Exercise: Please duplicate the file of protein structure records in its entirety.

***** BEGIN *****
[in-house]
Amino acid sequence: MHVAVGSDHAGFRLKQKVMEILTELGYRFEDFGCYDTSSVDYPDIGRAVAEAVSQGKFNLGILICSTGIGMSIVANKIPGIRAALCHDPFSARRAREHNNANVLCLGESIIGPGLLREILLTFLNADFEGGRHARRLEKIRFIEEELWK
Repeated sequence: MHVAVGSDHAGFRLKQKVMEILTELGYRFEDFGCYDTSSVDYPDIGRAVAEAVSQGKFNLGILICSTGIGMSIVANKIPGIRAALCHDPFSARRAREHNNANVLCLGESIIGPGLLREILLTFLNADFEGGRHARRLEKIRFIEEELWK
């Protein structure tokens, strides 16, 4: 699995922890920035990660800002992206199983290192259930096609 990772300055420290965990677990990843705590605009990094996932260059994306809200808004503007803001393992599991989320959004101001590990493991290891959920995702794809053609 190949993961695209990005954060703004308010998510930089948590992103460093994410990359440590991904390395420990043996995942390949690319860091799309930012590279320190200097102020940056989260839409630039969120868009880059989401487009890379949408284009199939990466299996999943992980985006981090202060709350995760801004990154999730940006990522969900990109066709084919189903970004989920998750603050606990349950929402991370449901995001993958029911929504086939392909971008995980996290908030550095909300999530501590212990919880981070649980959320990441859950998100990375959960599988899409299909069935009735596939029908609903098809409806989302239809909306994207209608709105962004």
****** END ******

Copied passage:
[in-house]
Amino acid sequence: MHVAVGSDHAGFRLKQKVMEILTELGYRFEDFGCYDTSSVDYPDIGRAVAEAVSQGKFNLGILICSTGIGMSIVANKIPGIRAALCHDPFSARRAREHNNANVLCLGESIIGPGLLREILLTFLNADFEGGRHARRLEKIRFIEEELWK
Repeated sequence: MHVAVGSDHAGFRLKQKVMEILTELGYRFEDFGCYDTSSVDYPDIGRAVAEAVSQGKFNLGILICSTGIGMSIVANKIPGIRAALCHDPFSARRAREHNNANVLCLGESIIGPGLLREILLTFLNADFEGGRHARRLEKIRFIEEELWK
């Protein structure tokens, strides 16, 4: 699995922890920035990660800002992206199983290192259930096609 990772300055420290965990677990990843705590605009990094996932260059994306809200808004503007803001393992599991989320959004101001590990493991290891959920995702794809053609 190949993961695209990005954060703004308010998510930089948590992103460093994410990359440590991904390395420990043996995942390949690319860091799309930012590279320190200097102020940056989260839409630039969120868009880059989401487009890379949408284009199939990466299996999943992980985006981090202060709350995760801004990154999730940006990522969900990109066709084919189903970004989920998750603050606990349950929402991370449901995001993958029911929504086939392909971008995980996290908030550095909300999530501590212990919880981070649980959320990441859950998100990375959960599988899409299909069935009735596939029908609903098809409806989302239809909306994207209608709105962004």